Caroline Mesquita: Dialogue of Materials

Hand 4, 2018 

Oxidized brass

The young French artist Caroline Mesquita’s practice unfolds as she works with raw materials that offer the possibility of transformation. Bending
copper sheets and adding to oxidized plates is a technique which has been performed throughout the majority of her career as she is able to recompose a narrative in the shape primarily of human forms. Creating a corpus
of fragmentary characters or objects with shifted textures and tones.  However, this transformation can be seen in various mediums from video, to more recently, from an architectural point of view.

“I started my practice with an interest in space,” says the artist Caroline Mesquita, “really trying to understand how I could produce a work for a particular space and time.”[1] Mesquita’s sculptures, in particular Adrastus Collection’s recent acquisition Hand 4 is able to incarnate this complex assignment. The sculpture made of oxidized brass was originally placed in the center of the exhibition and of religious objects such as other sculptures of Jesus Christ and the Virgin Mary. The object identification with the old and tarnished sculptures surrounding brings to focus the contemporary use of the human hand whilst at the same time processing sensitive yet tactile evocations of her choice of material. Her choice of objects embodies body aspects, alive and organic, almost as if Hand 4 is still moving or even performing a cinematic sequence. This staging is key to the work of Mesquita and her dialogue with space and time. Additionally her use of metal supports hers dialogue, “because it also has character and it responds to me immediately when I am working with it.”[2]  The metal sheets of brass are usually light and flexible, allowing Mesquita to produce the sculptures herself. “Metal has a lot of its own properties and qualities, and oxidizes very differently depending on what sort of chemicals you are using and where the metal and chemicals come from.”[3] It is this use of the chemical and the resistive, subjective quality of the material that allows Mesquita to extract a unique experience for the viewer in front of the religious relics.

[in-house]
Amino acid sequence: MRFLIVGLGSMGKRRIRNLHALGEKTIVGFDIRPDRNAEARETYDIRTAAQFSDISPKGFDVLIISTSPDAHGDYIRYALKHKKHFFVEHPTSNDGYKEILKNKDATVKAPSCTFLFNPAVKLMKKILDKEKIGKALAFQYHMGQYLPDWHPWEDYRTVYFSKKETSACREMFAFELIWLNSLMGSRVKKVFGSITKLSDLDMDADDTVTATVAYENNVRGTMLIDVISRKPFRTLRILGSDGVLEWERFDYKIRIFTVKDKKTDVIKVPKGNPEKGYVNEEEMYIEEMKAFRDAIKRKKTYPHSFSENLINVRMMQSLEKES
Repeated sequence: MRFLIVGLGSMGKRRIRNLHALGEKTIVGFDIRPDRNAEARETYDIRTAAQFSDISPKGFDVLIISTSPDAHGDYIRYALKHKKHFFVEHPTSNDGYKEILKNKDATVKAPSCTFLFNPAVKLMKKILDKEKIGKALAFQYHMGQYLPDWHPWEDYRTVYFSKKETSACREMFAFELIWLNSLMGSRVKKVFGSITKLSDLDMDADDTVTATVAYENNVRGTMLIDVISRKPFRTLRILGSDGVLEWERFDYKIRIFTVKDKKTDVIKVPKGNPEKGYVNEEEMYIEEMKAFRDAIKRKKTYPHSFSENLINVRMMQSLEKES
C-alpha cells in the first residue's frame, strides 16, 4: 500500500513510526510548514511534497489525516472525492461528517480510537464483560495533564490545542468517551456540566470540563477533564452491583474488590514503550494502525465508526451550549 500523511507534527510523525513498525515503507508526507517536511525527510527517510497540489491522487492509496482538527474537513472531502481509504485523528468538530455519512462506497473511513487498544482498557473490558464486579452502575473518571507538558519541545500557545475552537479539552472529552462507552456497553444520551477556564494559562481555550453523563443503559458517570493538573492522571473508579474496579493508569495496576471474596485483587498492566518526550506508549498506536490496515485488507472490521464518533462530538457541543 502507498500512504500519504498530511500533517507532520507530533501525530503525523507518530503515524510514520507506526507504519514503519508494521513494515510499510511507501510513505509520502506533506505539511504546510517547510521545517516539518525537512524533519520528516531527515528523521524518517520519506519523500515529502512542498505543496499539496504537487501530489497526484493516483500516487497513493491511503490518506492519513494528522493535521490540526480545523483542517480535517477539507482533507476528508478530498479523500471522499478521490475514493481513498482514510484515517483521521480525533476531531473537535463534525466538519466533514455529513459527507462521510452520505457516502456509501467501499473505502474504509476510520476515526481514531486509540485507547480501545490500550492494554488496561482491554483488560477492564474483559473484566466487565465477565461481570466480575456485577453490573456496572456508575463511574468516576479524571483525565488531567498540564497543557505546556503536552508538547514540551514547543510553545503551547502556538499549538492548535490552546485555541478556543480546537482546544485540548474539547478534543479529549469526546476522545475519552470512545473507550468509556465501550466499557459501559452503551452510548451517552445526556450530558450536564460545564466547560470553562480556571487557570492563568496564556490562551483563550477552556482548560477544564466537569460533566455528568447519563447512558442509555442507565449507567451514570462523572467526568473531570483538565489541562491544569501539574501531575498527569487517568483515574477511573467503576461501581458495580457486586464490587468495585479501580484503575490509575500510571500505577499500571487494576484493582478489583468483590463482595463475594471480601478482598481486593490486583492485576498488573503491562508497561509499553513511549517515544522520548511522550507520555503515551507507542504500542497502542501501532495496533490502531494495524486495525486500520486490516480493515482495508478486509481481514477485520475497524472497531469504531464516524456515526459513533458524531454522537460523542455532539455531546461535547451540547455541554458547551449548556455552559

Caroline Mesquita, The Machine Room, installation view at Art | Basel PARCOURS 2018, Barfüsserkirche

Staging is a decisive component and it is continued in the dialogue with a video also purchased by the Adrastus Collection: The Machine Room (2018). This work was presented at the same time as Hand 4 at Art Basel 2018. Mesquita exhibited the video, alongside various sculptures inside the Barfüsserkirche. The video, displays a room filled with enigmatic devices, including the giant brass hand, Hand 4 reminiscent of an oversized armoured glove of a knight and also depicted in the video as it moves over and among human figure. The artist herself plays a role within this video as she tries to depict herself as a helpless victim of technology. Mesquita embodies a number of different personalities and professions as she changes clothing, hairstyles, and accessories, and over and over, they are obliterated by coarse brushstrokes. Mesquita directly echoes the recollection of spaces and events as it captures, different scenarios and purposely blurs the line between fictional operations and realistic mise-en-scènes.

The Machine Room, 2018
Digital video

Mesquita graduated from École Nationale des Beaux- Arts in Paris in 2013 and from The Mountain School of Art in Los Angeles in 2014. Solo exhibitions include The Ballad, Fondation Ricard, Paris in 2017: Pink everywhere, Kunstverein Langenhagen, Germany; Cream Sacr/f/ce, Jupiter Artland, Edinburgh, Scotland, 2016; Camping, Union Paci c, London, 2015; Les Bains-Douches, Les  Bains-Douches, Alençon, France, 2014, and Tube, 1m3, Lausanne, Switzerland, 2013. Group exhibitions include Les bons sentiments, Fondation Ricard, Paris: COOL MEMORIES, Occidental Temporary, Villejuif, 2016; Europe, Europe, Astrup Fearniey Museet, Oslo, Norway 2014; The Space Between Us, Fahrenheit, Los Angeles, 2014; Memory Palaces, Carlier-Gebauer, Berlin, 2014; La Vie Matärielie, 156me Prix Fondation d’entreprise Ricard, Paris, 2013; and Rob Pruitt’s Flea Market, Monnaie de Paris, Paris, 2012 Mesquita is the recipient of the 19th Prize Fondation d’entreprise Ricard, curated in 2017 by Anne-Claire Schmitz. Caroline Mesquita is represented by Carlier Gebauer, Berlin, T293, Roma and Union Pacific, London.

[1] Alena Sokhan, “Space // An Interview with Caroline Mesquita,” Berlin Art Link, September 15, 2015, http:// (accessed June 27, 2019)

[2] Ibid.

[3] Ibid.